February 2013: Rising Tides

Rising Tides: East Coast, West Coast and the Dutch Approach

Going with the Flow

“In lieu of flood control the new philosophy in the Netherlands is controlled flooding,” reports Michael Kimmelman in a recent New York Times article.

Kimmelman looks to the Dutch example of water management for lessons that might be useful in New York and New Jersey as they recover from Hurricane Sandy.

Multifunctional design – a concept also expressed in HOG tanks – is prevalent in the Netherlands. Offices and retail spaces are built on top of dikes, public squares and garages act as catch basins for rain and floodwater, and recreational opportunities are designed around floating houses and reservoirs.

But Kimmelman’s focus is on Room for the River, a decades-long, $3 billion program that is at the center of the Netherland’s changing approach to water management.  He describes it as “nearly 40 interlinked infrastructure projects to mitigate climate change along the rivers and waterways that weave through the Netherlands.”

The relocation of farmer Nol Hooijmaihers and his family for the OverDiepse Polder, one of the Room for the River infrastructure projects, demonstrates what, for Kimmelman, is the most powerful lesson of Dutch flood control.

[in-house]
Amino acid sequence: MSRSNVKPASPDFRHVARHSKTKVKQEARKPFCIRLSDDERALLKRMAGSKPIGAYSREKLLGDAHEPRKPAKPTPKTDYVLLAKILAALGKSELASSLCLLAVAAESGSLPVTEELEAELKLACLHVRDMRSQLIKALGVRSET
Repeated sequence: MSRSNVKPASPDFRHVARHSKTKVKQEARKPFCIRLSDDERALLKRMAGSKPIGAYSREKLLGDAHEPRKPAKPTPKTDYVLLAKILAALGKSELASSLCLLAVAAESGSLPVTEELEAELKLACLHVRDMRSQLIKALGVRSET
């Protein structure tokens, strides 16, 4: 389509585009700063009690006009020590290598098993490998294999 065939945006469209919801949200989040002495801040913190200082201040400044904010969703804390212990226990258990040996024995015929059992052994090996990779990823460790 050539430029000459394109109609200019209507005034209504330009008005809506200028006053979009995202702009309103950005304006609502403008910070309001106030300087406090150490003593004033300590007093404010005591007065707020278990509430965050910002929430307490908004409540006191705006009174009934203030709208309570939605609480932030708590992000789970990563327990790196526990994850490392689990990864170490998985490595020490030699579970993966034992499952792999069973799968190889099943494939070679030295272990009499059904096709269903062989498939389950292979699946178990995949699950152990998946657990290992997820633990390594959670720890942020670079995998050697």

Preparing the Bay For Rising Sea Levels

In the past century, an 8-inch rise has been charted in coastal waters off San Francisco Bay. Scientists say that by 2050 (that’s 38 years), sea level could rise by 1 1/2 feet as a result of global warming.

In a recent San Francisco Chronicle article James Temple profiles SF-based, husband-wife architect team Byron Kuth and Elizabeth Ranieri and their ventilated levee design called Folding Water.

One of six winners in the 2008 “International Rising Tides” competition sponsored by the San Francisco Bay Conservation and Development Commission, Folding Water is a solution that quite literally pokes holes in traditional knowledge of how to combat sea level rise.

Kuth and Ranieri envision a series of 10 to 15 Folding Water levees, “barriers with porous wall that could protect the shore as well as the ecology of the bay” to fully protect the at-risk low-lying areas along San Francisco Bay.

For more specifics on the design, click here.

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